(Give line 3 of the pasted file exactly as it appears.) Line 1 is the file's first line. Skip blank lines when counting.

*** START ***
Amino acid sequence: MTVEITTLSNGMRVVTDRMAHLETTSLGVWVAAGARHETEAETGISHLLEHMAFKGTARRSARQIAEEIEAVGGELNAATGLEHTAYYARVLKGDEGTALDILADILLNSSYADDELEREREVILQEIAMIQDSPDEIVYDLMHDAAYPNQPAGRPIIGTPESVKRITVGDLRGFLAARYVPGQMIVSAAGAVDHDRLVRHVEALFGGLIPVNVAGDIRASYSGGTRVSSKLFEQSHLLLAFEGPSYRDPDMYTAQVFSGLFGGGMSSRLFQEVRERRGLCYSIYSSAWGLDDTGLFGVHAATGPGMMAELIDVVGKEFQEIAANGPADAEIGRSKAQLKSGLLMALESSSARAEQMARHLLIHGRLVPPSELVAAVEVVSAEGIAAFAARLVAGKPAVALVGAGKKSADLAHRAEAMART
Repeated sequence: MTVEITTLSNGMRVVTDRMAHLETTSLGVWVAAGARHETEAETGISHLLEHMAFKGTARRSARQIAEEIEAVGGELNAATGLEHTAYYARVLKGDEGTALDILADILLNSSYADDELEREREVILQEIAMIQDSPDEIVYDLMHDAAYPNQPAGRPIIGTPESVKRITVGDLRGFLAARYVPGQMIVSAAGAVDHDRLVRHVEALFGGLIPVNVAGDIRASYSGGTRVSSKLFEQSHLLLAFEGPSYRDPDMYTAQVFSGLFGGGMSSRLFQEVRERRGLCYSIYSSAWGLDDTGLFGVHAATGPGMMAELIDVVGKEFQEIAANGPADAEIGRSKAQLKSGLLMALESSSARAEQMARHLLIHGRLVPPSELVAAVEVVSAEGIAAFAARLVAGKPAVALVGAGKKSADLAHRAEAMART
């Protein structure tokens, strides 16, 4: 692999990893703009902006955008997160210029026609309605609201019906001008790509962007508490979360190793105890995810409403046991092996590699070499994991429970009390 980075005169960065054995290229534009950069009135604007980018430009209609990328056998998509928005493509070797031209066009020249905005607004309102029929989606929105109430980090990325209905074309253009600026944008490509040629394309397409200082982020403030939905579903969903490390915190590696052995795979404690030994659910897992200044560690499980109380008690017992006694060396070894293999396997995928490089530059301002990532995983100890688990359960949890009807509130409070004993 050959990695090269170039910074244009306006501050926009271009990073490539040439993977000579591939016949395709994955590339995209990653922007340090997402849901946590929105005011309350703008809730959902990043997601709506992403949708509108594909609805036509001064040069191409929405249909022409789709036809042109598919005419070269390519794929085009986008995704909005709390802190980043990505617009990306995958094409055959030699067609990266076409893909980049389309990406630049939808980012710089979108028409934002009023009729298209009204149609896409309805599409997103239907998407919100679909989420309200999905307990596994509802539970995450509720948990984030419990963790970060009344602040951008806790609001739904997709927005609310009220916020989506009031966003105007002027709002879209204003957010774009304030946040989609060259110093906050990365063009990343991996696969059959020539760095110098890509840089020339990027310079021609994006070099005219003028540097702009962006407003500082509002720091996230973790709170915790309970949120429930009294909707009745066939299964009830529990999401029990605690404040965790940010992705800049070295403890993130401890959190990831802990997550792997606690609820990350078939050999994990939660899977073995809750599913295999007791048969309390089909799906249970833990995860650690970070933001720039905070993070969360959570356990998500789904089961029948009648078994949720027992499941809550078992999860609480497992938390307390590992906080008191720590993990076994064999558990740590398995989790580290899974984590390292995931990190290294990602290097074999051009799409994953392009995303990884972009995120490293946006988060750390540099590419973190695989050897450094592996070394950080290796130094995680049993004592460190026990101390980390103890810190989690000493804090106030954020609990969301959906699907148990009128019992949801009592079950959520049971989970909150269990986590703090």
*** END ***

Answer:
């Protein structure tokens, strides 16, 4: 692999990893703009902006955008997160210029026609309605609201019906001008790509962007508490979360190793105890995810409403046991092996590699070499994991429970009390 980075005169960065054995290229534009950069009135604007980018430009209609990328056998998509928005493509070797031209066009020249905005607004309102029929989606929105109430980090990325209905074309253009600026944008490509040629394309397409200082982020403030939905579903969903490390915190590696052995795979404690030994659910897992200044560690499980109380008690017992006694060396070894293999396997995928490089530059301002990532995983100890688990359960949890009807509130409070004993 050959990695090269170039910074244009306006501050926009271009990073490539040439993977000579591939016949395709994955590339995209990653922007340090997402849901946590929105005011309350703008809730959902990043997601709506992403949708509108594909609805036509001064040069191409929405249909022409789709036809042109598919005419070269390519794929085009986008995704909005709390802190980043990505617009990306995958094409055959030699067609990266076409893909980049389309990406630049939808980012710089979108028409934002009023009729298209009204149609896409309805599409997103239907998407919100679909989420309200999905307990596994509802539970995450509720948990984030419990963790970060009344602040951008806790609001739904997709927005609310009220916020989506009031966003105007002027709002879209204003957010774009304030946040989609060259110093906050990365063009990343991996696969059959020539760095110098890509840089020339990027310079021609994006070099005219003028540097702009962006407003500082509002720091996230973790709170915790309970949120429930009294909707009745066939299964009830529990999401029990605690404040965790940010992705800049070295403890993130401890959190990831802990997550792997606690609820990350078939050999994990939660899977073995809750599913295999007791048969309390089909799906249970833990995860650690970070933001720039905070993070969360959570356990998500789904089961029948009648078994949720027992499941809550078992999860609480497992938390307390590992906080008191720590993990076994064999558990740590398995989790580290899974984590390292995931990190290294990602290097074999051009799409994953392009995303990884972009995120490293946006988060750390540099590419973190695989050897450094592996070394950080290796130094995680049993004592460190026990101390980390103890810190989690000493804090106030954020609990969301959906699907148990009128019992949801009592079950959520049971989970909150269990986590703090």